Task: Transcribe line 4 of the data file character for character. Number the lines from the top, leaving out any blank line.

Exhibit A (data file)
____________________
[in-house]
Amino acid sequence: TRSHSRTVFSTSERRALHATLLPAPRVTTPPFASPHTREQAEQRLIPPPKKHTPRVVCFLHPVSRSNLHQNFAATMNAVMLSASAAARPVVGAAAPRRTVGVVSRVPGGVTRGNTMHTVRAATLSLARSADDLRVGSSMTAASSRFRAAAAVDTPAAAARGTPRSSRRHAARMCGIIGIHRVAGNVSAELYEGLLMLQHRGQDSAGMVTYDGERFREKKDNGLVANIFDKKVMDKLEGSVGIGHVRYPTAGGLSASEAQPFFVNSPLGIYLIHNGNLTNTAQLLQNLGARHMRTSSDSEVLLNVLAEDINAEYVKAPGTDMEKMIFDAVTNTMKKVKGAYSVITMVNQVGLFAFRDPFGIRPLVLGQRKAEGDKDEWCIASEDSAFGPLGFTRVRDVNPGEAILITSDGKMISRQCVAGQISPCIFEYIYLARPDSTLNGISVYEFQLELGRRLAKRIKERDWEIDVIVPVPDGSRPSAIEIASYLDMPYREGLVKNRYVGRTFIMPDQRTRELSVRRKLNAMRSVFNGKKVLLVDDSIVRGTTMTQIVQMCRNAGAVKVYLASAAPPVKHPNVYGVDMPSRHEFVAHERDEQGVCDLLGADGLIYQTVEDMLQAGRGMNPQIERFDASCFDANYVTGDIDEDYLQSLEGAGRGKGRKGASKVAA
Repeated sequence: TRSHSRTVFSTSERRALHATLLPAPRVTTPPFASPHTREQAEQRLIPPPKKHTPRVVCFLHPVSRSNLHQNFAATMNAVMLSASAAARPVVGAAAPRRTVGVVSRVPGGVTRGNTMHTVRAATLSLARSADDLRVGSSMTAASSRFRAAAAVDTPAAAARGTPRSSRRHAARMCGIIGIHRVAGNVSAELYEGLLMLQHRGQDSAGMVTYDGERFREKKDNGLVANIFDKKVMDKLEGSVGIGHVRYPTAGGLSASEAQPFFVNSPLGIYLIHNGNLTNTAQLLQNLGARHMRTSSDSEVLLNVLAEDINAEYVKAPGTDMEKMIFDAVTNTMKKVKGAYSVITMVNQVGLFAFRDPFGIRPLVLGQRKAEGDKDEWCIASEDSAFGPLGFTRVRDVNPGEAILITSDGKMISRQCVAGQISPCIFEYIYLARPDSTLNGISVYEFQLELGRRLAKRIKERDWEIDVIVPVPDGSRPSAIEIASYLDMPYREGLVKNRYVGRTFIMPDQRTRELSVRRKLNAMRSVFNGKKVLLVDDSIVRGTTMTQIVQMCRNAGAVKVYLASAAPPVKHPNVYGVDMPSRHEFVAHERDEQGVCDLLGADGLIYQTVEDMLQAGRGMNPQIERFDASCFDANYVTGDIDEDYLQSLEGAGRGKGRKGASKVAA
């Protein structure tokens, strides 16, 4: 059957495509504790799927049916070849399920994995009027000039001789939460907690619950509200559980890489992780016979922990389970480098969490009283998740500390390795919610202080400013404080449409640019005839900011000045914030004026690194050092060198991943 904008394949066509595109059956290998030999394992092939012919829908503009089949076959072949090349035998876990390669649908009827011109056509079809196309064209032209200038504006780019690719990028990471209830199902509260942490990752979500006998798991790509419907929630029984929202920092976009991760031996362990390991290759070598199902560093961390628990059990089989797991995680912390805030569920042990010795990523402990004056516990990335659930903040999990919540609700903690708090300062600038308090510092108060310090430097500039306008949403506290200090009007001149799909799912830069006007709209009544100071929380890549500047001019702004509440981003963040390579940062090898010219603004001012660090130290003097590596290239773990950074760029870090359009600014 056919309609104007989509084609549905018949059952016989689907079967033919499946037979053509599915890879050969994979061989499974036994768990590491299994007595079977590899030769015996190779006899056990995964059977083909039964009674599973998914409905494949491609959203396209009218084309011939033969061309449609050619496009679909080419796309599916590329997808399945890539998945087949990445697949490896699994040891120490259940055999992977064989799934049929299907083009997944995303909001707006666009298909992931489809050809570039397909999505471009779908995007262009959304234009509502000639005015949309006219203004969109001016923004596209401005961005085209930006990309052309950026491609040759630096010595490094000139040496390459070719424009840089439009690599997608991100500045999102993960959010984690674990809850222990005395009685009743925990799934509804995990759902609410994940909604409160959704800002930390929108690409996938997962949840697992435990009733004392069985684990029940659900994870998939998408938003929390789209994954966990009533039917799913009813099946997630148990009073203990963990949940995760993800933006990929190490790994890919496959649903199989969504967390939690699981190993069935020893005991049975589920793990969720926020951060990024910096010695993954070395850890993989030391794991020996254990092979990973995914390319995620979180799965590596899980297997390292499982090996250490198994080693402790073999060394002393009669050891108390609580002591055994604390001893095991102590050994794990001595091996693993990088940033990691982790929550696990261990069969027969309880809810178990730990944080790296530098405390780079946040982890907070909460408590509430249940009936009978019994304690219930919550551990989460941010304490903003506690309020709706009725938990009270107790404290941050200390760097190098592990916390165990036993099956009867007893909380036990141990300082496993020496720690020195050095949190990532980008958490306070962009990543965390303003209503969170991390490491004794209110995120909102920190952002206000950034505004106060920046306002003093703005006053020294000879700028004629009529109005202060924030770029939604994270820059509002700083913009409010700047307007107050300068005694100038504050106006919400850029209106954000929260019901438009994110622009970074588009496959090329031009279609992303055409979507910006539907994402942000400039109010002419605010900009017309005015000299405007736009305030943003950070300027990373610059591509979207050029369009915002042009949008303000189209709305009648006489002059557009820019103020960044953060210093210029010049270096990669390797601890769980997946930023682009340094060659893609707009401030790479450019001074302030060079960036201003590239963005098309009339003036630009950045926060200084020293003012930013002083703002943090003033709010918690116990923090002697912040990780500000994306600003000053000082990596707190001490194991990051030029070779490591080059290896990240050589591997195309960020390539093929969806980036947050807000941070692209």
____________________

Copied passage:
């Protein structure tokens, strides 16, 4: 059957495509504790799927049916070849399920994995009027000039001789939460907690619950509200559980890489992780016979922990389970480098969490009283998740500390390795919610202080400013404080449409640019005839900011000045914030004026690194050092060198991943 904008394949066509595109059956290998030999394992092939012919829908503009089949076959072949090349035998876990390669649908009827011109056509079809196309064209032209200038504006780019690719990028990471209830199902509260942490990752979500006998798991790509419907929630029984929202920092976009991760031996362990390991290759070598199902560093961390628990059990089989797991995680912390805030569920042990010795990523402990004056516990990335659930903040999990919540609700903690708090300062600038308090510092108060310090430097500039306008949403506290200090009007001149799909799912830069006007709209009544100071929380890549500047001019702004509440981003963040390579940062090898010219603004001012660090130290003097590596290239773990950074760029870090359009600014 056919309609104007989509084609549905018949059952016989689907079967033919499946037979053509599915890879050969994979061989499974036994768990590491299994007595079977590899030769015996190779006899056990995964059977083909039964009674599973998914409905494949491609959203396209009218084309011939033969061309449609050619496009679909080419796309599916590329997808399945890539998945087949990445697949490896699994040891120490259940055999992977064989799934049929299907083009997944995303909001707006666009298909992931489809050809570039397909999505471009779908995007262009959304234009509502000639005015949309006219203004969109001016923004596209401005961005085209930006990309052309950026491609040759630096010595490094000139040496390459070719424009840089439009690599997608991100500045999102993960959010984690674990809850222990005395009685009743925990799934509804995990759902609410994940909604409160959704800002930390929108690409996938997962949840697992435990009733004392069985684990029940659900994870998939998408938003929390789209994954966990009533039917799913009813099946997630148990009073203990963990949940995760993800933006990929190490790994890919496959649903199989969504967390939690699981190993069935020893005991049975589920793990969720926020951060990024910096010695993954070395850890993989030391794991020996254990092979990973995914390319995620979180799965590596899980297997390292499982090996250490198994080693402790073999060394002393009669050891108390609580002591055994604390001893095991102590050994794990001595091996693993990088940033990691982790929550696990261990069969027969309880809810178990730990944080790296530098405390780079946040982890907070909460408590509430249940009936009978019994304690219930919550551990989460941010304490903003506690309020709706009725938990009270107790404290941050200390760097190098592990916390165990036993099956009867007893909380036990141990300082496993020496720690020195050095949190990532980008958490306070962009990543965390303003209503969170991390490491004794209110995120909102920190952002206000950034505004106060920046306002003093703005006053020294000879700028004629009529109005202060924030770029939604994270820059509002700083913009409010700047307007107050300068005694100038504050106006919400850029209106954000929260019901438009994110622009970074588009496959090329031009279609992303055409979507910006539907994402942000400039109010002419605010900009017309005015000299405007736009305030943003950070300027990373610059591509979207050029369009915002042009949008303000189209709305009648006489002059557009820019103020960044953060210093210029010049270096990669390797601890769980997946930023682009340094060659893609707009401030790479450019001074302030060079960036201003590239963005098309009339003036630009950045926060200084020293003012930013002083703002943090003033709010918690116990923090002697912040990780500000994306600003000053000082990596707190001490194991990051030029070779490591080059290896990240050589591997195309960020390539093929969806980036947050807000941070692209």